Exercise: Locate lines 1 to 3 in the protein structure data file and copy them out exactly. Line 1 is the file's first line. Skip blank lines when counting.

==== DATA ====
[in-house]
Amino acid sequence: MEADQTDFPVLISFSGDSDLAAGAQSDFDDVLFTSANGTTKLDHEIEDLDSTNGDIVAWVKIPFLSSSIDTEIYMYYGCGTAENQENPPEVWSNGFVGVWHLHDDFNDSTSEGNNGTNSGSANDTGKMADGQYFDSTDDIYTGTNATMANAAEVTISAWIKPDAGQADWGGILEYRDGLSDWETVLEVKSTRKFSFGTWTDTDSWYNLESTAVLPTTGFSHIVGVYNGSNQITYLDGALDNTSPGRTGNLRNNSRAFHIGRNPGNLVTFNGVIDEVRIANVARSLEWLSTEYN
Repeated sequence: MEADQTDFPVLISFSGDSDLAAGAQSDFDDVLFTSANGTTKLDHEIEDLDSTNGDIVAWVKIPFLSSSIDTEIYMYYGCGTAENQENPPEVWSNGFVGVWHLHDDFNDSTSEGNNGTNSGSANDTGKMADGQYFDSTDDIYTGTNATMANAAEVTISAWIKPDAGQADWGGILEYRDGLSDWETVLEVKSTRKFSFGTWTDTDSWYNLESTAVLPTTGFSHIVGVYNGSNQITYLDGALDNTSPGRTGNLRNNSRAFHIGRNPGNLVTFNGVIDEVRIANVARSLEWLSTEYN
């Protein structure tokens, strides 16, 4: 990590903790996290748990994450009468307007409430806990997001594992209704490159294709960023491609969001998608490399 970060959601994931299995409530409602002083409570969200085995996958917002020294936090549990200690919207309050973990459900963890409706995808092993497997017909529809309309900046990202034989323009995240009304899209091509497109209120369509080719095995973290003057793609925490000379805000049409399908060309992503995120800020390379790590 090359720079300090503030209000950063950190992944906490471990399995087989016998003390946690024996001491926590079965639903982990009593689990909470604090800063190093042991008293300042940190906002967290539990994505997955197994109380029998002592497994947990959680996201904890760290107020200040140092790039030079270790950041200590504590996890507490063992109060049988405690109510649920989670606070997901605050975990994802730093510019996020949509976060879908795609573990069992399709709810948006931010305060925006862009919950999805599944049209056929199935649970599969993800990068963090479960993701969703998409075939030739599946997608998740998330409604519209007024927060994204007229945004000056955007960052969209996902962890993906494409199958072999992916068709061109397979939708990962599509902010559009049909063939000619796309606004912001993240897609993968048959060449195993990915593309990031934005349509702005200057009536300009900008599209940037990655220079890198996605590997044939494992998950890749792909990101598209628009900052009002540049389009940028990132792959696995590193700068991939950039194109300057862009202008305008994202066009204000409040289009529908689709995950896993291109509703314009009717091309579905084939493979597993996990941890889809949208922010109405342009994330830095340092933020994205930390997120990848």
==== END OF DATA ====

[in-house]
Amino acid sequence: MEADQTDFPVLISFSGDSDLAAGAQSDFDDVLFTSANGTTKLDHEIEDLDSTNGDIVAWVKIPFLSSSIDTEIYMYYGCGTAENQENPPEVWSNGFVGVWHLHDDFNDSTSEGNNGTNSGSANDTGKMADGQYFDSTDDIYTGTNATMANAAEVTISAWIKPDAGQADWGGILEYRDGLSDWETVLEVKSTRKFSFGTWTDTDSWYNLESTAVLPTTGFSHIVGVYNGSNQITYLDGALDNTSPGRTGNLRNNSRAFHIGRNPGNLVTFNGVIDEVRIANVARSLEWLSTEYN
Repeated sequence: MEADQTDFPVLISFSGDSDLAAGAQSDFDDVLFTSANGTTKLDHEIEDLDSTNGDIVAWVKIPFLSSSIDTEIYMYYGCGTAENQENPPEVWSNGFVGVWHLHDDFNDSTSEGNNGTNSGSANDTGKMADGQYFDSTDDIYTGTNATMANAAEVTISAWIKPDAGQADWGGILEYRDGLSDWETVLEVKSTRKFSFGTWTDTDSWYNLESTAVLPTTGFSHIVGVYNGSNQITYLDGALDNTSPGRTGNLRNNSRAFHIGRNPGNLVTFNGVIDEVRIANVARSLEWLSTEYN